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igbo names: how to make an offor

Published: at 12:00 AM

In the worship of the gods one ever-present tool was the Ofor /Awfaw/ and /Ọfọ/ in the Igbo orthography. Ọfọ was a movable altar for sacrifice, but it differed from all other altars by being universal, that is to say, it could be used for sacrifice to any god. Any god for which there was no special altar could be sacrificed to on the Ọfọ. Ọfọ was an exception; it was used for all gods.

Now we know what an Ọfọ is, this was how an Ọfọ was made:

You get a branch of the Ọfọ tree. If you cannot get a branch from the Ọfọ tree itself, because the tree is rare, you use some other sacred tree, such as the ogilisi, a tree favoured by the gods. You cut the stem of an ogilisi tree. You also dig up the roots of the tree. You get a wooden bowl, called Ọkwa. You scrap the bark of the ogilisi stem into the ọkwa; you also put the roots into the receptacle. You get a bit of a plant, called ‘Ofo-ishi’ [not the same as the Ọfọ tree]. You get ose-ora plant (alligator pepper) and scrape the back of the stem into the ọkwa, you also add it leaves. Then you get a quantity of nzu chalk (nzu) and add to the contents of the wooden bowl. You pound all the ingredient together with a pestle until the mixture is drawn. When the mixture is drawn, you begin to paste the mixture onto the ogilisi stem, which is already shaped. Round and round you put the paste. As you paste round the ogilisi stem, you get “akwala” (rope procured from the raffia palm tree) and hold the paste in place by tying it with the akwala rope. You go on doing this until you have the layers to the size you want. A part of the wood is left as a handle. You then leave to dry.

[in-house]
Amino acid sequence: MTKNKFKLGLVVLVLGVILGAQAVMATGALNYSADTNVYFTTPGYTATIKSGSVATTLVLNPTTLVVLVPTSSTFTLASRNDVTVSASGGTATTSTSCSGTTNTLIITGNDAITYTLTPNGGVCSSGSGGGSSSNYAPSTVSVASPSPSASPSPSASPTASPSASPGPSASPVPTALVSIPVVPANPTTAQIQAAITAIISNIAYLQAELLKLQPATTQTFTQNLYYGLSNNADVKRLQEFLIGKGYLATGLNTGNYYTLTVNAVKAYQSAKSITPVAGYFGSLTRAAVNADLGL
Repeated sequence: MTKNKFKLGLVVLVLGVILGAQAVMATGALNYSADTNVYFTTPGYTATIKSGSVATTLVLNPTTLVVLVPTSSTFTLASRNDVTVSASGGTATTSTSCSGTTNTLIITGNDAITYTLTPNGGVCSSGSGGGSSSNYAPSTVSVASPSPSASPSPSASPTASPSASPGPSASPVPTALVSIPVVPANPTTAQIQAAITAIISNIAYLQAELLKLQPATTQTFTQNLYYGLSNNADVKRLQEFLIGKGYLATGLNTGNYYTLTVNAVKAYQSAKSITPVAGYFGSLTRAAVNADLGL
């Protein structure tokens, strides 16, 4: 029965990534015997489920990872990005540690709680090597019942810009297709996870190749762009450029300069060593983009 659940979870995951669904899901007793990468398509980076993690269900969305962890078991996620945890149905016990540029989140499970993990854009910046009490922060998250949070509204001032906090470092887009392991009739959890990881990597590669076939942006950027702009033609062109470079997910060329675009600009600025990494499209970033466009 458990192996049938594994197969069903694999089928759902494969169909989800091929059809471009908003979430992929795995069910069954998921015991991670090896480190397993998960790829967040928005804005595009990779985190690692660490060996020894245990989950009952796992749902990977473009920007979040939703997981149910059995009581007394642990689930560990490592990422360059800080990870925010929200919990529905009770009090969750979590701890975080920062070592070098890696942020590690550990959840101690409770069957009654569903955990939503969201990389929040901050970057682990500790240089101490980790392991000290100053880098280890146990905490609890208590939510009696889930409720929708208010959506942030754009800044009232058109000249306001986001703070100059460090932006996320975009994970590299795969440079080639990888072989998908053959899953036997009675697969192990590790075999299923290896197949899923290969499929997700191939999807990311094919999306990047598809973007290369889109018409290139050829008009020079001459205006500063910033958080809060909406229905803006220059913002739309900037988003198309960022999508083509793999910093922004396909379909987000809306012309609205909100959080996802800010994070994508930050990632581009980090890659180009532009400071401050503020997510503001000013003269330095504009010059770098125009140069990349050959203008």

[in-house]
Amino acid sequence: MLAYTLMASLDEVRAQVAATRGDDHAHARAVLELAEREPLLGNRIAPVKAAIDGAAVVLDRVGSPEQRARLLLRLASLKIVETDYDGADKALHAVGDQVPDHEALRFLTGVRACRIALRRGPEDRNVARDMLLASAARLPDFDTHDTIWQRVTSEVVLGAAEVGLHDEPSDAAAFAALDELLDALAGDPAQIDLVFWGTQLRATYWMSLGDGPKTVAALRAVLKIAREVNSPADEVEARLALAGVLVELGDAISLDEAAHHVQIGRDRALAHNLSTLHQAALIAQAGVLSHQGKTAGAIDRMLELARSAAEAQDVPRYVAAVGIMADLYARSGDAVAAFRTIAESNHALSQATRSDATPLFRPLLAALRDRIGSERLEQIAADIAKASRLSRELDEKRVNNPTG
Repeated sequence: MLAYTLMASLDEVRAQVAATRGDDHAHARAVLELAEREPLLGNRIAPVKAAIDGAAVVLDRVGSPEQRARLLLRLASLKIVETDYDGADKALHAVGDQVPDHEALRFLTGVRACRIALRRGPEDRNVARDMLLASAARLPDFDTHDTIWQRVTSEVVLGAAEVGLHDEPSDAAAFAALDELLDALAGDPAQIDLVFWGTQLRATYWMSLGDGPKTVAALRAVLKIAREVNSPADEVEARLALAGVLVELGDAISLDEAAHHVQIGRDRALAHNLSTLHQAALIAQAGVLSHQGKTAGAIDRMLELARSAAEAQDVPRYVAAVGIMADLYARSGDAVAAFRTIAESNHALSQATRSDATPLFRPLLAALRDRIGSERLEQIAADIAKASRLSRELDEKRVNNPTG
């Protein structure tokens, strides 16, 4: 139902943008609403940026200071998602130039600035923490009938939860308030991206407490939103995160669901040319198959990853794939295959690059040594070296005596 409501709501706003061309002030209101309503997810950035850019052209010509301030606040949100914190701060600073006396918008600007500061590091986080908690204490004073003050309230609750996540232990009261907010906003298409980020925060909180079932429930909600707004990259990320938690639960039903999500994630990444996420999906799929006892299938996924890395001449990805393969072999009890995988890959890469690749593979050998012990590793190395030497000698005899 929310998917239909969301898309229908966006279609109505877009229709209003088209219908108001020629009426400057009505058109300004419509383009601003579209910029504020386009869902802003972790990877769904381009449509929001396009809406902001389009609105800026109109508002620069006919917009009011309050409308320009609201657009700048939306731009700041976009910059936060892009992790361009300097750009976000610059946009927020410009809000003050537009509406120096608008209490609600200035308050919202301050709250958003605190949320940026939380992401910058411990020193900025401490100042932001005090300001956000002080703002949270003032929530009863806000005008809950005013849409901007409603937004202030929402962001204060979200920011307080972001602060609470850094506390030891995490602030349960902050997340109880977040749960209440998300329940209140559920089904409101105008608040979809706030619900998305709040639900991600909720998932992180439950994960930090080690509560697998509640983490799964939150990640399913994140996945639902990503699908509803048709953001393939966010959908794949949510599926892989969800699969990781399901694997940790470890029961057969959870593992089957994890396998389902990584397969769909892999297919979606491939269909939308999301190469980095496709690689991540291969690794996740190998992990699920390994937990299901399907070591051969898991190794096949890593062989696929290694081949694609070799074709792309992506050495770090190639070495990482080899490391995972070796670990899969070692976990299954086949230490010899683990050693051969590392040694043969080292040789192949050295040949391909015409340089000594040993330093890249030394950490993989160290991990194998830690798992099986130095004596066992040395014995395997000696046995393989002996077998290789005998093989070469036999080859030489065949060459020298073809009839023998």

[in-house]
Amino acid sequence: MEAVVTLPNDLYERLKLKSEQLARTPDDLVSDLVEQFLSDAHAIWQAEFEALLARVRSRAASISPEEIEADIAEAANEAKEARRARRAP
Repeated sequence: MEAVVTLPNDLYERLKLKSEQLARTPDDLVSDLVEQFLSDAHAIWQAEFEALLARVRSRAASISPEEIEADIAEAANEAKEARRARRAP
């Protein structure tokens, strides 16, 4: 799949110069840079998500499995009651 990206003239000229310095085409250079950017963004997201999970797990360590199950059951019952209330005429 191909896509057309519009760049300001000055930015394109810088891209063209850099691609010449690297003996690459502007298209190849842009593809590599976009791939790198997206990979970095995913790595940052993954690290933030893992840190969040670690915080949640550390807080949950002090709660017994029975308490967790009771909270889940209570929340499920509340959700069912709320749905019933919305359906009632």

On the day of consecration, people assemble in the Obi. You get an ose-ora fruit (alligator pepper) and tie it to a palm frond. You then cleanse the Ọfọ with it, saying:-

“ife asịrị ya bụrụ, ka ọ ga abụ” meaning “let it be what we say it should be”, that is, an Ọfọ.

All those present will answer, “ei-o-o!” The response of those present “ei-o-o!” means, “so be it”.

Then you say, “Emeghene, esughene, bu isi Ọfọ” meaning “To not do wrong, to not [miscarry judgement] is the primary quality of the Ọfọ”

Again the people respond “ei-o-o”

Finally, you say, “Mgbọlọgwu [root] malụ ile, ma gị amana nsọ”, “Root! Be [Potent], and be impartial!”

The same responses is given “ei-o-o!”

After this ceremony it becomes Ọfọ and could be used for sacrifice to all gods, as their altar. Thereafter, blood of animals and fowls killed in sacrifice would be smeared on it. Feathers of fowls killed in sacrifice would, for the same purpose, be pasted on it. That was why an Ọfọ that had seen many generations was big in size- an accumulation of blood and feathers.

The incantations may vary from community to community but this is just as it is done during the consecration of the Ọfọ in Awka.